"I am a Commodity" by Zoscha Lucyna. Acrylic on Canvas.

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OCTA’s progressive initiative against human trafficking

Orange County has taken a detour away from “Easy Street,” and has floored its way down a road of blacklisted anguish. Living in the town of Yorba Linda, individuals have ready availability to public transport. Recently, the Orange County Transport Authority has started straying away from just displaying advertisements for local businesses, to promoting a…
<a href="https://highschool.latimes.com/author/carsondike/" target="_self">Carson Dike</a>

Carson Dike

November 20, 2017

Orange County has taken a detour away from “Easy Street,” and has floored its way down a road of blacklisted anguish.

Living in the town of Yorba Linda, individuals have ready availability to public transport. Recently, the Orange County Transport Authority has started straying away from just displaying advertisements for local businesses, to promoting a campaign called “Be The One,” an organization that specializes in informing the public and aiding those affected by human trafficking. They offer a variety of services such as stories and interviews from victims of these malignant acts, possible indications of human trafficking, and the contact numbers to several different emergency services tailored to this illegality.

But in the prevalence of OCTA’s efforts, human trafficking still seems to be an issue that remains covert to the public. According to the U.S. Justice Department, nearly 14,500-17,500 people are trafficked into the country annually, and there are currently 57,700 individuals that are forced into the several sanctions of this injustice. Given these irregularly high statistics, one cannot help but question: “If this is such an oppressive and severe problem in the United States, why isn’t it actively publicized to prevent further exploitation?”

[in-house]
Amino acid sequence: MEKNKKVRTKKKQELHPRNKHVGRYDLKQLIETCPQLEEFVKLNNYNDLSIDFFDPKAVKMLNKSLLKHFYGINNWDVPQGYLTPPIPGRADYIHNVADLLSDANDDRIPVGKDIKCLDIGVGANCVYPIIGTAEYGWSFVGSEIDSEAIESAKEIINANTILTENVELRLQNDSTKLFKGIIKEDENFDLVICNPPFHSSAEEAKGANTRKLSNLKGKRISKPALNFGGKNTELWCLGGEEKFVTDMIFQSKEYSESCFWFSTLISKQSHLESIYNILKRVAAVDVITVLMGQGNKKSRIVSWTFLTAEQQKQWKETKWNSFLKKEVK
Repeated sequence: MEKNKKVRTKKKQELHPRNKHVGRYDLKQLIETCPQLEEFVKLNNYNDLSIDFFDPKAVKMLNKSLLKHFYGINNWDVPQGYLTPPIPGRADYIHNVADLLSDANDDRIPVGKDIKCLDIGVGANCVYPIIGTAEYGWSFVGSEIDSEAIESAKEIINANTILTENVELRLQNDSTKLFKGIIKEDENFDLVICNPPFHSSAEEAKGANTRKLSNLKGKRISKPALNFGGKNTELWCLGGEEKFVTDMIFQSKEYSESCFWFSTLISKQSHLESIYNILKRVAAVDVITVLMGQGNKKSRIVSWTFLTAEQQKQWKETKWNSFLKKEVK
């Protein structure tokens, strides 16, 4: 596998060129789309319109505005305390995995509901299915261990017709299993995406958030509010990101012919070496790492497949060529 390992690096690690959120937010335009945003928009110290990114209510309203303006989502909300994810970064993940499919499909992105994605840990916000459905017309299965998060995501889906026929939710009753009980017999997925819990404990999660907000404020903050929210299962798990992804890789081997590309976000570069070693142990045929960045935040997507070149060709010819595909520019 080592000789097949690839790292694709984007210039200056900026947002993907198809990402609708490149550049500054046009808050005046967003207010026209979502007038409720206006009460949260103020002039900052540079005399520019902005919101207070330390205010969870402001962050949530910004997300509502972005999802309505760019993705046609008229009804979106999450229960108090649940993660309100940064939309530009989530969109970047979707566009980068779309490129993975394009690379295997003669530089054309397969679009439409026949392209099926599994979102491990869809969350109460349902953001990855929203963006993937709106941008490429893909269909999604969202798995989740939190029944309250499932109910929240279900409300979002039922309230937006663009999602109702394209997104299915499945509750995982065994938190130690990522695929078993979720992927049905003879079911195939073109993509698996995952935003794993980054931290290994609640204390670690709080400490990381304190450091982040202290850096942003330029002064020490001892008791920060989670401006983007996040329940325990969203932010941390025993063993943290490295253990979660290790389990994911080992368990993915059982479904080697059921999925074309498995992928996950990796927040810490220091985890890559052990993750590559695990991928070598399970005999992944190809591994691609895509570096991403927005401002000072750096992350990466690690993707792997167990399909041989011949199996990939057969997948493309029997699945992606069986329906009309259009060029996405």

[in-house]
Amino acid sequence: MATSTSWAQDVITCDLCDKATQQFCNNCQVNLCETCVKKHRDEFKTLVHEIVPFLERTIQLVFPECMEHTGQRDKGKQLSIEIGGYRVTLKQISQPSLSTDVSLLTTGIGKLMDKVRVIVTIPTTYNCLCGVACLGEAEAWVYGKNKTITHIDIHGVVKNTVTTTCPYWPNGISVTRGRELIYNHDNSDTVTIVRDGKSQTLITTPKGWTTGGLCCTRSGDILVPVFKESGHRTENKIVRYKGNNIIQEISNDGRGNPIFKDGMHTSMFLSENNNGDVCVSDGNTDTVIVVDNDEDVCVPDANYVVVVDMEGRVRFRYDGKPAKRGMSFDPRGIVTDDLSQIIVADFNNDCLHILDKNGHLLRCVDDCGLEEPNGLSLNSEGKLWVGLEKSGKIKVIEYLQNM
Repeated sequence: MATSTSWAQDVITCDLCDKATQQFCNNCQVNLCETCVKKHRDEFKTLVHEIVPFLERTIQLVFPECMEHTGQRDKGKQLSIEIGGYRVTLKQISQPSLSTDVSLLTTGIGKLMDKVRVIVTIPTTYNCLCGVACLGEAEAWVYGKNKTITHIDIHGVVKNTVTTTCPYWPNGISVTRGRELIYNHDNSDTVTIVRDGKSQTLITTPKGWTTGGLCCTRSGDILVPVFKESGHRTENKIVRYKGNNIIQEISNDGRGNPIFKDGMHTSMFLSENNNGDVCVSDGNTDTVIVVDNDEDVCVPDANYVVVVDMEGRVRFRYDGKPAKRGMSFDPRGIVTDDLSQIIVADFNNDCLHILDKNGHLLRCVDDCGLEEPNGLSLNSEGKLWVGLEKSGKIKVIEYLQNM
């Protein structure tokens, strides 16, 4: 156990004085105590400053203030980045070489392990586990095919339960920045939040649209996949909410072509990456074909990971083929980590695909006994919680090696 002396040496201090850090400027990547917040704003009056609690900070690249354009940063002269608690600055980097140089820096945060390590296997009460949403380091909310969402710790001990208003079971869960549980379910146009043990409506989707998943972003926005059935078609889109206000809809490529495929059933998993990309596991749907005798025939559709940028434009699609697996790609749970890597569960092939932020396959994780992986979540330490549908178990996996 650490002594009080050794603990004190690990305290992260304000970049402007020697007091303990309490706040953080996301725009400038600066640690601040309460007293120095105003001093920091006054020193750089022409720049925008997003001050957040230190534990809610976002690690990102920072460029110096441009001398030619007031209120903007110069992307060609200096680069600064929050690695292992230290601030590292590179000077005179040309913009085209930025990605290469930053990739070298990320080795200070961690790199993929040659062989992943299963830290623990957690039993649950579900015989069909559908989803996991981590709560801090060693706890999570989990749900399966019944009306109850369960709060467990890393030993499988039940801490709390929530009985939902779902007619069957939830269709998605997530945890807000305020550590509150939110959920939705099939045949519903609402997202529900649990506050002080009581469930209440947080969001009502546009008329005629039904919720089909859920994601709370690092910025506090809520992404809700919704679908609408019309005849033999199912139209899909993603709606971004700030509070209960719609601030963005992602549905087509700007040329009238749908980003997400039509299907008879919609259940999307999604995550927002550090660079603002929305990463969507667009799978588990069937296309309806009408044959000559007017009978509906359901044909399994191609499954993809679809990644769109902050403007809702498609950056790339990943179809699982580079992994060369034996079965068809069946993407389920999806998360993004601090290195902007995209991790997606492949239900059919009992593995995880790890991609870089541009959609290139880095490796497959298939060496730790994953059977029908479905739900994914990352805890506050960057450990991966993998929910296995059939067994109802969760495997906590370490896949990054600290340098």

This form of negligence could be the result of several different factors. For one, it could be our nauseating acceptance of sexual assault and other forms of physical violence that continue to perpetrate and corrupt U.S. society; or it could be the fact that sex and labor trafficking has so many facets that it seems merely impossible to relay all the information tied to this objectification of basic human rights.

But taking into account our past suppression of justice whether it being through suffrage or civil rights, history serves as an example of national transgression that must never be reciprocated. Although that as a country the U.S. has generally avoided this topic, it needs to be actively bolstered in order for substantive change to occur.

Yorba Linda High School’s Mrs. St. Amant believes that “legitimate change must happen at a policy level to prevent human trafficking, and governments need to hold organizations accountable if they utilize exploited laborers. It feels good to decry trafficking, but politicians need to act on those words and actually do something about the issue at hand.”

Simply put, reverting to “cheerleading” for social demoralization doesn’t allow for the public to grow as a community of peers willing to pursue the abolition of sex and labor trafficking.

Whatever our previous reasoning for the suppression of human trafficking may be, programs like “Be the One,” “The Prevention Project,” “Tapestri,” and many others need to be inducted into the focal points of our communities in order to educate, prevent, and eradicate the exploitation of individuals chained to this malefaction.

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